VICTORIA -- British Columbia Liberal caucus workers who are paid to spend their days highlighting the efforts of Liberal members of the legislature were told Monday to keep their noses out of Liberal Party attack ads while on government time.

Liberal caucus spokesman Ben James said caucus workers were reminded their duties do not include doing party work during their day jobs.

James said a caucus-wide note was issued after emails surfaced indicating some members of the Liberal caucus helped produce a Liberal Party website criticizing New Democrat Leader Adrian Dix.

"We have sent out an email to all caucus staff reminding them of the correct use of caucus-funded email accounts," he said. "All of us, meaning caucus staff, must make sure we do not cross any line and perform tasks that contravene our standards of conduct."

James did not dispute the existence of leaked emails that indicate some caucus communications officers were helping design the anti-Dix website in August, 2011.

The Can' website was released by the BC Liberals in October 2011, calling Dix the architect of B.C.'s economic decline during the 1990s and reminding voters he "fabricated a memo" for former NDP premier Glen Clark.

James said Monday's caucus-wide email stated: "If engaging in political party activities, employees must be able to retain the perception on impartiality in relation to their duties and responsibilities. Employees must not engage in political party activities during working hours or use government facilities, equipment or resources in support of these activities."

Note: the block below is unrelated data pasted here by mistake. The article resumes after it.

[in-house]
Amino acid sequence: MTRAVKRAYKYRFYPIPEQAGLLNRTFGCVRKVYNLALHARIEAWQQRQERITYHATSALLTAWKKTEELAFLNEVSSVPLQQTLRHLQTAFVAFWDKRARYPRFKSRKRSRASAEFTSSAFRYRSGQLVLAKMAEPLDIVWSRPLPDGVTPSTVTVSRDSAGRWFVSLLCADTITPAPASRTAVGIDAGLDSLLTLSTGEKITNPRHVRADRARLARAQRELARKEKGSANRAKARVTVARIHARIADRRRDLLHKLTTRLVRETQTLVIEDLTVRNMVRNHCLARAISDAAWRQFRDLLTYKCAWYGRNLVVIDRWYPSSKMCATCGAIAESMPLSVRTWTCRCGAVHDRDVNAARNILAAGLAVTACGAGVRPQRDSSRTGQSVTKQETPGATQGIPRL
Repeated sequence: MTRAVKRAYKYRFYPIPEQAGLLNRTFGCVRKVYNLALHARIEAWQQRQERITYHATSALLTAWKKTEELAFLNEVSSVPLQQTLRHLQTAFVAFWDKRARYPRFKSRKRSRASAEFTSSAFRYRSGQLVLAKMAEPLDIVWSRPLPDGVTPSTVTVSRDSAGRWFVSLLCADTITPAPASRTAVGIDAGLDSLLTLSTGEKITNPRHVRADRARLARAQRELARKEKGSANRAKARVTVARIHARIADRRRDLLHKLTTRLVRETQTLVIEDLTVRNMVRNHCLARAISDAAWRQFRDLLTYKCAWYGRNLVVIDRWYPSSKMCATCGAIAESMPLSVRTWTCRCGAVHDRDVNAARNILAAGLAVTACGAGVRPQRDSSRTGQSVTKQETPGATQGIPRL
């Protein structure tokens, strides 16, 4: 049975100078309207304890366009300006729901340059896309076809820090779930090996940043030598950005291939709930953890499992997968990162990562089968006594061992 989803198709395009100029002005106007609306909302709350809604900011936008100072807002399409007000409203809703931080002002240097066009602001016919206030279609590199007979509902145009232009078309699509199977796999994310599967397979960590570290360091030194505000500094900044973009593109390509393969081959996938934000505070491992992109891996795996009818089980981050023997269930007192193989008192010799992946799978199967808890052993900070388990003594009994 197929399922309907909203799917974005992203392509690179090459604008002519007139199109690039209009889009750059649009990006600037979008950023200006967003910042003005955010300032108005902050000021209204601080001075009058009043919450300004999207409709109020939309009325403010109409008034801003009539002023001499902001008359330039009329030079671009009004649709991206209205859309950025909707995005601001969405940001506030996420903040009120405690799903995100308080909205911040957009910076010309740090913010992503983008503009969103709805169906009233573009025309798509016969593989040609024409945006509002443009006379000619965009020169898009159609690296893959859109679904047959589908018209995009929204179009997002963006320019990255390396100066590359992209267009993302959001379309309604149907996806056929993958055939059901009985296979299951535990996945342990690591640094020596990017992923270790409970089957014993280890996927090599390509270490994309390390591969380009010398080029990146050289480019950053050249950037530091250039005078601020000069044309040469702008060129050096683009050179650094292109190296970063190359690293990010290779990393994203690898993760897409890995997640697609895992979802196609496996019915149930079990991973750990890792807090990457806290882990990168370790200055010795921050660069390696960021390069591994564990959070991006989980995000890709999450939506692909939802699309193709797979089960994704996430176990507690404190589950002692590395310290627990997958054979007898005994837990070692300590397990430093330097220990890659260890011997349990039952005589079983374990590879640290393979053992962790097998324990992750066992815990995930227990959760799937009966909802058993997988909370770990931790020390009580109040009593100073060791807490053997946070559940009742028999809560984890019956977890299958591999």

He said what happened on the Can'tAffordDix website "is a reminder of what can happen when these lines are crossed."

James said the people involved in the Dix website were "reproached." He did not elaborate what reproached meant, but suggested it involved personally reminding them to save their party work for after hours.

Officials in Premier Christy Clark's office said they are not commenting on the creation and release of the website.

NDP social development critic Carole James said the anti-Dix website and its creators reveal a government and party out of ideas as it sputters towards a May election.

She said she expects voters to punish the Liberals for their partisan behaviour at the ballot box in May.

"Of all the things the government could be spending their time and energy on and of all the things that the premier's office could be spending their time and energy on in tough economic times, they're focused on putting together attack websites on the NDP leader. I shake my head," she said.

University of Victoria political scientist Jamie Lawson said government workers have fought lengthy battles to keep their jobs even though they may hold views different than the government of the day. It's not appropriate to undertake partisan work while being employed as a public official, he said.

Lawson said B.C.'s fixed election date law, which sets an election every four years in May, may contribute somewhat to partisanship issues as parties try to get a jump on a campaign they know is approaching.

"Here we've got the problem of people winding up for an election that everyone knows the timing for," he said.

The BC Liberals have designed other websites targeting Dix, including It also targeted BC Conservatives' leader John Cummins with a Can' website.